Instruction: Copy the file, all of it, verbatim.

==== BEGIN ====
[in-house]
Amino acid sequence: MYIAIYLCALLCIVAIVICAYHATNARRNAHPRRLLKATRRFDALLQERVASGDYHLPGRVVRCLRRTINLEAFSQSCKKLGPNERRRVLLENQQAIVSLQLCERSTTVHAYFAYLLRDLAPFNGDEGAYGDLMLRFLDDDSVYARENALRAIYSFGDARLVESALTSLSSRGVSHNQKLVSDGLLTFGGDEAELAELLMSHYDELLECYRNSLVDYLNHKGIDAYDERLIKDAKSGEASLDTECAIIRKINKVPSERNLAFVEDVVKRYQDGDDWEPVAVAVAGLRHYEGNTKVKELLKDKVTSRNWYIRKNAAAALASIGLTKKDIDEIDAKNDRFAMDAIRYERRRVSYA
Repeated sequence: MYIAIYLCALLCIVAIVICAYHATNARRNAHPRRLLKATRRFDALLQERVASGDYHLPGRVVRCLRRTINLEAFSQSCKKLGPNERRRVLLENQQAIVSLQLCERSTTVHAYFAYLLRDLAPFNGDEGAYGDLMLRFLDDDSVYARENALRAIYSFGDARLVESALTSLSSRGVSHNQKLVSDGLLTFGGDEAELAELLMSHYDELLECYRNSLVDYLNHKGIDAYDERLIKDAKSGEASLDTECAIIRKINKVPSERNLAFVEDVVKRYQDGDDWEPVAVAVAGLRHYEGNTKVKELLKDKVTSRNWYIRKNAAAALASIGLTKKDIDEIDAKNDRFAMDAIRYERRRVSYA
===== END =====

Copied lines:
[in-house]
Amino acid sequence: MYIAIYLCALLCIVAIVICAYHATNARRNAHPRRLLKATRRFDALLQERVASGDYHLPGRVVRCLRRTINLEAFSQSCKKLGPNERRRVLLENQQAIVSLQLCERSTTVHAYFAYLLRDLAPFNGDEGAYGDLMLRFLDDDSVYARENALRAIYSFGDARLVESALTSLSSRGVSHNQKLVSDGLLTFGGDEAELAELLMSHYDELLECYRNSLVDYLNHKGIDAYDERLIKDAKSGEASLDTECAIIRKINKVPSERNLAFVEDVVKRYQDGDDWEPVAVAVAGLRHYEGNTKVKELLKDKVTSRNWYIRKNAAAALASIGLTKKDIDEIDAKNDRFAMDAIRYERRRVSYA
Repeated sequence: MYIAIYLCALLCIVAIVICAYHATNARRNAHPRRLLKATRRFDALLQERVASGDYHLPGRVVRCLRRTINLEAFSQSCKKLGPNERRRVLLENQQAIVSLQLCERSTTVHAYFAYLLRDLAPFNGDEGAYGDLMLRFLDDDSVYARENALRAIYSFGDARLVESALTSLSSRGVSHNQKLVSDGLLTFGGDEAELAELLMSHYDELLECYRNSLVDYLNHKGIDAYDERLIKDAKSGEASLDTECAIIRKINKVPSERNLAFVEDVVKRYQDGDDWEPVAVAVAGLRHYEGNTKVKELLKDKVTSRNWYIRKNAAAALASIGLTKKDIDEIDAKNDRFAMDAIRYERRRVSYA